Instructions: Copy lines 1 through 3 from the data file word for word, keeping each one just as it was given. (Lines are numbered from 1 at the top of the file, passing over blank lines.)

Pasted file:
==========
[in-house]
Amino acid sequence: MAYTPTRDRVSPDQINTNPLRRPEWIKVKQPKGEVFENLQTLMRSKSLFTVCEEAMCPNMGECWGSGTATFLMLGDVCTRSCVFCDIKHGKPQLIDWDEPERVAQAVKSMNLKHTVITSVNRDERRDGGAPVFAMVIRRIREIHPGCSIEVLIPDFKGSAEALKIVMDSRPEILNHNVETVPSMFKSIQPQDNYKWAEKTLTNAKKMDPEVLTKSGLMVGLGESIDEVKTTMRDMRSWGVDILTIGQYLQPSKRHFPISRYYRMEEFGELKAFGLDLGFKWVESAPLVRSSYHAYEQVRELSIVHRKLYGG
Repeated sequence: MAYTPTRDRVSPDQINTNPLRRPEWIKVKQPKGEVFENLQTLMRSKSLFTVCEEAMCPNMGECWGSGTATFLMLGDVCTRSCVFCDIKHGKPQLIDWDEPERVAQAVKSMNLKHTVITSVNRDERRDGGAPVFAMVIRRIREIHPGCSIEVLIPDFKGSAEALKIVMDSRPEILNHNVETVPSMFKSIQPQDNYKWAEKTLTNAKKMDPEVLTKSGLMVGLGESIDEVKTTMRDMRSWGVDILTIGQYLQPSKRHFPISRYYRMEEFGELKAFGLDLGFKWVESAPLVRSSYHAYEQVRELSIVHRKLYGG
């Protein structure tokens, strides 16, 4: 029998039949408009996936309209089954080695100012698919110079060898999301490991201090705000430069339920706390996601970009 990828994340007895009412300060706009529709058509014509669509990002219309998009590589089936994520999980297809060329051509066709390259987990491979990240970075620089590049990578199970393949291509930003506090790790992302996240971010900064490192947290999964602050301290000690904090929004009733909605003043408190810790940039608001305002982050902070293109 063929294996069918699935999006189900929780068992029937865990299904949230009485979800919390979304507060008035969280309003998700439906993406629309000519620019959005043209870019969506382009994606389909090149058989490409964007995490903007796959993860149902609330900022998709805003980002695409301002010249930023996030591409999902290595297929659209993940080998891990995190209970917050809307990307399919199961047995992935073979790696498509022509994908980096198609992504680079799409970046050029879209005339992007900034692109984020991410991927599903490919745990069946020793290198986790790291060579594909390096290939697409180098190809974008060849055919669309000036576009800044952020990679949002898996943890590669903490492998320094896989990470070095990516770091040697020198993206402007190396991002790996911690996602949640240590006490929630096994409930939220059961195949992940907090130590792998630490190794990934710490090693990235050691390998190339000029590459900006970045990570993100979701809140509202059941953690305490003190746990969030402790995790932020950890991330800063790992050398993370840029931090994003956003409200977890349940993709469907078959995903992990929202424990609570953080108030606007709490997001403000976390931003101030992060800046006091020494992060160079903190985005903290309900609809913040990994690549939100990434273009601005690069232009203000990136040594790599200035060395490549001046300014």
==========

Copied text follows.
[in-house]
Amino acid sequence: MAYTPTRDRVSPDQINTNPLRRPEWIKVKQPKGEVFENLQTLMRSKSLFTVCEEAMCPNMGECWGSGTATFLMLGDVCTRSCVFCDIKHGKPQLIDWDEPERVAQAVKSMNLKHTVITSVNRDERRDGGAPVFAMVIRRIREIHPGCSIEVLIPDFKGSAEALKIVMDSRPEILNHNVETVPSMFKSIQPQDNYKWAEKTLTNAKKMDPEVLTKSGLMVGLGESIDEVKTTMRDMRSWGVDILTIGQYLQPSKRHFPISRYYRMEEFGELKAFGLDLGFKWVESAPLVRSSYHAYEQVRELSIVHRKLYGG
Repeated sequence: MAYTPTRDRVSPDQINTNPLRRPEWIKVKQPKGEVFENLQTLMRSKSLFTVCEEAMCPNMGECWGSGTATFLMLGDVCTRSCVFCDIKHGKPQLIDWDEPERVAQAVKSMNLKHTVITSVNRDERRDGGAPVFAMVIRRIREIHPGCSIEVLIPDFKGSAEALKIVMDSRPEILNHNVETVPSMFKSIQPQDNYKWAEKTLTNAKKMDPEVLTKSGLMVGLGESIDEVKTTMRDMRSWGVDILTIGQYLQPSKRHFPISRYYRMEEFGELKAFGLDLGFKWVESAPLVRSSYHAYEQVRELSIVHRKLYGG